We had our annual staff retreat today, at the beautiful lakeside camp of wonderful and generous supporters. In addition to swimming and snacking and enjoying on each other's company, we took some time to reflect on what we achieved individually and as an organization over the past year. Reflecting back is not something that I generally spend a lot of time on, but as we worked through our lists I was taken by what a good year the ACLU of Maine has had since last summer.
Today, the U.S. Court of Appeals for the Ninth Circuit reinstated the ACLU's challenge to the no-fly list, which was brought on behalf of people who were told that they could not fly on an airplane but were not told why. More importantly, the plaintiff were never told what (if anything) they could do to get their names off the no-fly list.
Writing in the Bangor Daily News today, Mal Leary reported that Maine lawmakers and the ACLU of Maine are concerned about drones. We appreciate the coverage of this important issue, and we certainly appreciate the company when it comes to insisting on safeguards of this powerful new technology.
The October 2011 Term of the United States Supreme Court ended today, and most of the national attention will be on Chief Justice Roberts' opinion upholding the constitutionality of the Affordable Care Act--rightly so, since millions of Americans lack adequate healthcare, and Congress should be able to do something about it. But the penultimate decision of the term--the opening act this morning--was also an opinion worth noticing.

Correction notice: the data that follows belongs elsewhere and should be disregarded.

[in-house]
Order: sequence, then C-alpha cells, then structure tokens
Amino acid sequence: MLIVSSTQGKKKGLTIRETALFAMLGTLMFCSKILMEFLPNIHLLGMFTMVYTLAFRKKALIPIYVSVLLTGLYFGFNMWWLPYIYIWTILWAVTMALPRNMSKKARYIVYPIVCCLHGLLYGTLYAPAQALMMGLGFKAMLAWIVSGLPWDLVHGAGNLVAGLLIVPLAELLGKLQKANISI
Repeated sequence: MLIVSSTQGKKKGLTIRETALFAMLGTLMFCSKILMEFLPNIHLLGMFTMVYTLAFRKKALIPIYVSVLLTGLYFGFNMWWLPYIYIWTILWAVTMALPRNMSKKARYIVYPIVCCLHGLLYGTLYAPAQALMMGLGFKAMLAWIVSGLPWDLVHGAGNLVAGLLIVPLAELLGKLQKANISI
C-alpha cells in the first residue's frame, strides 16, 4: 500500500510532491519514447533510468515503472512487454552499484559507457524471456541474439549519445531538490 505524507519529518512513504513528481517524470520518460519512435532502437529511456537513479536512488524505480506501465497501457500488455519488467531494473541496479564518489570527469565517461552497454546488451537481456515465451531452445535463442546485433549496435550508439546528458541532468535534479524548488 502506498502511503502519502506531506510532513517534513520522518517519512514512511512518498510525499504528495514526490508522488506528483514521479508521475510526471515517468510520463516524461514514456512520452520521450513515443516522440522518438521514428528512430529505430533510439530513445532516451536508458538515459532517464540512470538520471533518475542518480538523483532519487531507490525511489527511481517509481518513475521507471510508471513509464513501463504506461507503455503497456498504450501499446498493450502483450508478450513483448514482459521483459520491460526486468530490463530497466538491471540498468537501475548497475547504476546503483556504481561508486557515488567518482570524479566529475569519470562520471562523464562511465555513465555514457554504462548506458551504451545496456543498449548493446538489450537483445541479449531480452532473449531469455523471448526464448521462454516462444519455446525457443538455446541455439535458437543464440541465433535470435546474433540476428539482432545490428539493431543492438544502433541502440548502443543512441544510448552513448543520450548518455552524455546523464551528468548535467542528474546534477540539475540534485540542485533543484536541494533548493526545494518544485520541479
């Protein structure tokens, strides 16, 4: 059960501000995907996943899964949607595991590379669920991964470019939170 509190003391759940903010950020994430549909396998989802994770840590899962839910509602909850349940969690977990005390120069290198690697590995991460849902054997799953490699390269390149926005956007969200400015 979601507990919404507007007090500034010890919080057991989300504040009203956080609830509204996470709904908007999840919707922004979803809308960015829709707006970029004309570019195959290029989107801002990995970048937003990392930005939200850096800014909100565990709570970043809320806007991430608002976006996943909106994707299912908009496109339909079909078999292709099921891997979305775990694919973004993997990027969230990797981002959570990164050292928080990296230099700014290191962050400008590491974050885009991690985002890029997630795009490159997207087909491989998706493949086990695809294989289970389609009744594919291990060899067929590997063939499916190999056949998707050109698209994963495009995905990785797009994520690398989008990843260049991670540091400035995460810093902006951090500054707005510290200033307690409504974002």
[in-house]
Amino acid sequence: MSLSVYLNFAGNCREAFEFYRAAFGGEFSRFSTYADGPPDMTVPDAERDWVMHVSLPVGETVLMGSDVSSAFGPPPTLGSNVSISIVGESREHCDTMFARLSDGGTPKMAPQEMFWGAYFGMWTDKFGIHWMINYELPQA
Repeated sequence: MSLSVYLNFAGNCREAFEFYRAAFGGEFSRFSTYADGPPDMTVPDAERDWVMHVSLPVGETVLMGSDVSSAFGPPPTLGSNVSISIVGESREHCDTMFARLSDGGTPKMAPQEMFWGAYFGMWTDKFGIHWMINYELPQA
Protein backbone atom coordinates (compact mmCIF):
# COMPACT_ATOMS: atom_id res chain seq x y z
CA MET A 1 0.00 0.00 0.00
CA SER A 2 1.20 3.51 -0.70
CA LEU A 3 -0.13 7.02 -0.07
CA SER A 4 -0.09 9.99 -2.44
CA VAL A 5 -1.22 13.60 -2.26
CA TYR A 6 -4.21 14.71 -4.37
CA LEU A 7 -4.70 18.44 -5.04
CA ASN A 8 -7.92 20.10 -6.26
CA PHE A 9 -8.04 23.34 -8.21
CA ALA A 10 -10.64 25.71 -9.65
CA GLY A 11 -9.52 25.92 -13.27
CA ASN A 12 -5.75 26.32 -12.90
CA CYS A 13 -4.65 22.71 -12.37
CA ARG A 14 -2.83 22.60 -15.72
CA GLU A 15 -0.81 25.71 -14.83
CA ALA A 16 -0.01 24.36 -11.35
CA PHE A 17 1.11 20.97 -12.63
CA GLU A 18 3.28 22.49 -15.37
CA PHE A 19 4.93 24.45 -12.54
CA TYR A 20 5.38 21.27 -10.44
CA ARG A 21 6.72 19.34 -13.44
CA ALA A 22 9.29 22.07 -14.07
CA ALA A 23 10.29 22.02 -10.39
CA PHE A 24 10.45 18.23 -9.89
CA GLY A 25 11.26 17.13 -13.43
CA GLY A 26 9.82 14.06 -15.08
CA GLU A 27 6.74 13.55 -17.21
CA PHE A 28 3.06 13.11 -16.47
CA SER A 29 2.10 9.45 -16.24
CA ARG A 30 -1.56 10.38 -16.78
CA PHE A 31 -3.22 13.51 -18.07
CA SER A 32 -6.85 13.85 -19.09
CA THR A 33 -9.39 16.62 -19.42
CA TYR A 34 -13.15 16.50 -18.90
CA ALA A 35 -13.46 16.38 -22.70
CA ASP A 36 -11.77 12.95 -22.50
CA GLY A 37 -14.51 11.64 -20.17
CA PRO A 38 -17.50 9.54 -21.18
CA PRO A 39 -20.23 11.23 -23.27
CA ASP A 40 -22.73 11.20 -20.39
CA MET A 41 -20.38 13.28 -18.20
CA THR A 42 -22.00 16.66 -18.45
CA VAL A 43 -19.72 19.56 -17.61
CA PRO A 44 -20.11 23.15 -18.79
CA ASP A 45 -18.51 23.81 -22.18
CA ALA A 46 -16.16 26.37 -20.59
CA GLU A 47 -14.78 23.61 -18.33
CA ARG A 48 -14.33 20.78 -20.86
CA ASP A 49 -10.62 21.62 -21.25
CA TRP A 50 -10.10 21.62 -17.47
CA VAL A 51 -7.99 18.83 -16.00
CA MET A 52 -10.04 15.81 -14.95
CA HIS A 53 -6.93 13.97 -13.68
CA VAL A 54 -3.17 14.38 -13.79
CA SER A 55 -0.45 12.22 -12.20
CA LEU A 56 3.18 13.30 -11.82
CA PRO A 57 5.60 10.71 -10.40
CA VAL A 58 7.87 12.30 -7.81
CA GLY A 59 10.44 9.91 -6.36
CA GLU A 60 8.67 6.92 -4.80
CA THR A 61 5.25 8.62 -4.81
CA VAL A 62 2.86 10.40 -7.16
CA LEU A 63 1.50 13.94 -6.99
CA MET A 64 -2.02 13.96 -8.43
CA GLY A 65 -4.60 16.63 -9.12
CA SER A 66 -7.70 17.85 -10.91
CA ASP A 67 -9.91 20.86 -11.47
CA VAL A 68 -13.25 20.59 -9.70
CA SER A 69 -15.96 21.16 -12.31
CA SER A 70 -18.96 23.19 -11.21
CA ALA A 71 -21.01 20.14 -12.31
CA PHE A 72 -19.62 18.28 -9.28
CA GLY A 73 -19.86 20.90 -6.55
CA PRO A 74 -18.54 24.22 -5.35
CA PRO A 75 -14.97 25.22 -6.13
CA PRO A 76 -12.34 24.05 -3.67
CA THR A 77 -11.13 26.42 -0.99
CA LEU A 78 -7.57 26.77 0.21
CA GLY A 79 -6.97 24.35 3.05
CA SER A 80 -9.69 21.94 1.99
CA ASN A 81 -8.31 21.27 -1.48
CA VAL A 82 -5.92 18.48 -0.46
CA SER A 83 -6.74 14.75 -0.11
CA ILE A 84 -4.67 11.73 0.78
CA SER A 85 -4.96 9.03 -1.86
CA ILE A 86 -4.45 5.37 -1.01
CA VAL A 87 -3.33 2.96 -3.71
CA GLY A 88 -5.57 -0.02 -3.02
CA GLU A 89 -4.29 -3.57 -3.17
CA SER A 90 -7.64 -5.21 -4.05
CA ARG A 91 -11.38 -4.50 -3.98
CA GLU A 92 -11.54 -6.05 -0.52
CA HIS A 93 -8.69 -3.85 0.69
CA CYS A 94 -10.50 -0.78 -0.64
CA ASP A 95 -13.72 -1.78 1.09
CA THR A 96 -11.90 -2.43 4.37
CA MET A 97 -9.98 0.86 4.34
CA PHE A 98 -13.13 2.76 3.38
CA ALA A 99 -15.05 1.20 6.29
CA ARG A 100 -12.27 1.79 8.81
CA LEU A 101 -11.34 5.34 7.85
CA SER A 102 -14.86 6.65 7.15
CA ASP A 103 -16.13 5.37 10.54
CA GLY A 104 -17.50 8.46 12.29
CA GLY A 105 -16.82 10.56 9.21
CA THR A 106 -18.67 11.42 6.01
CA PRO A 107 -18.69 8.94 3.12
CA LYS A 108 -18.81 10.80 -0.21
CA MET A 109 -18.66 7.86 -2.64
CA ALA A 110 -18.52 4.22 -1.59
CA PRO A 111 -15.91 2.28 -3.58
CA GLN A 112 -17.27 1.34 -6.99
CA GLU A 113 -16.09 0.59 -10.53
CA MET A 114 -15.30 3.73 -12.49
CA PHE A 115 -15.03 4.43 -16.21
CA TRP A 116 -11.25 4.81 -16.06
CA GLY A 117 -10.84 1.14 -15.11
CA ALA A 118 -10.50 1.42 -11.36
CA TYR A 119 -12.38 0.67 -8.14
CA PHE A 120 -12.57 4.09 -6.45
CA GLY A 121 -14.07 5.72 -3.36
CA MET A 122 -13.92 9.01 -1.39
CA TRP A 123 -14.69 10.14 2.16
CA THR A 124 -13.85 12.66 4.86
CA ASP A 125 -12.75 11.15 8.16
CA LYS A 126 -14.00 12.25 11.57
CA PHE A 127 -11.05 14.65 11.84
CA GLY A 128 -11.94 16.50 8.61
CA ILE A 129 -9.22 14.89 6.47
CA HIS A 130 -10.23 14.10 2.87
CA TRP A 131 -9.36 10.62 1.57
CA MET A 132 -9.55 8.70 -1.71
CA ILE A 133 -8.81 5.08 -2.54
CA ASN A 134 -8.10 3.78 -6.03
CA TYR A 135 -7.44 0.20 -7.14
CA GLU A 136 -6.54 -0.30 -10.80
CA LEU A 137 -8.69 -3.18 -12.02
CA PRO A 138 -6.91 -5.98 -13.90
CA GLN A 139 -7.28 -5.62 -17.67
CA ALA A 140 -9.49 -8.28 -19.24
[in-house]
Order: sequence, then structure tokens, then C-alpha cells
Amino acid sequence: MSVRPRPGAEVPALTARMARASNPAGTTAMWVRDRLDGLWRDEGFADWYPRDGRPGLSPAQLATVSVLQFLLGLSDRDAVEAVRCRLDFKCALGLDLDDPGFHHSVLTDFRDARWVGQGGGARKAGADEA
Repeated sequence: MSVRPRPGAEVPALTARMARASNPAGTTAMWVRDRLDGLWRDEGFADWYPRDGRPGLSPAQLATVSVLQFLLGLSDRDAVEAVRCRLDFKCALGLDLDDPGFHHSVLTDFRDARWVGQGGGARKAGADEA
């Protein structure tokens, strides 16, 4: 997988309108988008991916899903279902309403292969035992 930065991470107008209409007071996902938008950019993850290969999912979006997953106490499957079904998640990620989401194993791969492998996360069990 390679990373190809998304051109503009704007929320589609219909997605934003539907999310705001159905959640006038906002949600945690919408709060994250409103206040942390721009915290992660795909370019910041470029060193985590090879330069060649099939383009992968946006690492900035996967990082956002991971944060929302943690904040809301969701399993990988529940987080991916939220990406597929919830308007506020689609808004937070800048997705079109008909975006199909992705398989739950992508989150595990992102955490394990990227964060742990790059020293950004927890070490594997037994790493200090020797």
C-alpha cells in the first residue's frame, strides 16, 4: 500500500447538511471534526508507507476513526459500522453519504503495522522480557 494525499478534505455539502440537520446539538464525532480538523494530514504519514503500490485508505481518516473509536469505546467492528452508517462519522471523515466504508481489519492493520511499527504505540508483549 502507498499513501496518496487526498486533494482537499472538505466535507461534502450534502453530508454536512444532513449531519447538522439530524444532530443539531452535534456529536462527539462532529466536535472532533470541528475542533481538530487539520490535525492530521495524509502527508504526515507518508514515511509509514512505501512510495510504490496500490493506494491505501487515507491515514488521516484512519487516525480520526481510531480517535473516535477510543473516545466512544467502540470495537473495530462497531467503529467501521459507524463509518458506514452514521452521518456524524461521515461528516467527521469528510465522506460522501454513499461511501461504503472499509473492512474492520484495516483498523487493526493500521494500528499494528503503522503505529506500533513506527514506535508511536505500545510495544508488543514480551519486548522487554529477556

Here at the ACLU of Maine, we do more than simply talk about the importance of religious freedom--we go to court to defend everyone's right to practice their beliefs free from government interference. But--and this is important--religious freedom does not mean that religious people have the right to impose your beliefs on anyone else.
It took two years, two Education Committee votes, two Appropriations Committee votes, and thirteen different votes in the Senate and House, but at approximately 3:00 am this morning, the Maine Legislature passed meaningful legislation to address the growing problem of bullying in our schools. The ACLU of Maine worked with a number of wonderful organizations--the Maine Women's Lobby, GLAD, EqualityMaine, GLSEN, the Maine Children's Alliance, the Maine Education Association, and many others to help make this legislation possible.
Today, a federal court in Florida ruled that my home state's program of randomly drug testing state employees violates the Constitution. It was a great victory, after years of hard work by our ACLU colleagues in Florida and the Florida chapter of AFSCME, who were the plaintiffs in the suit.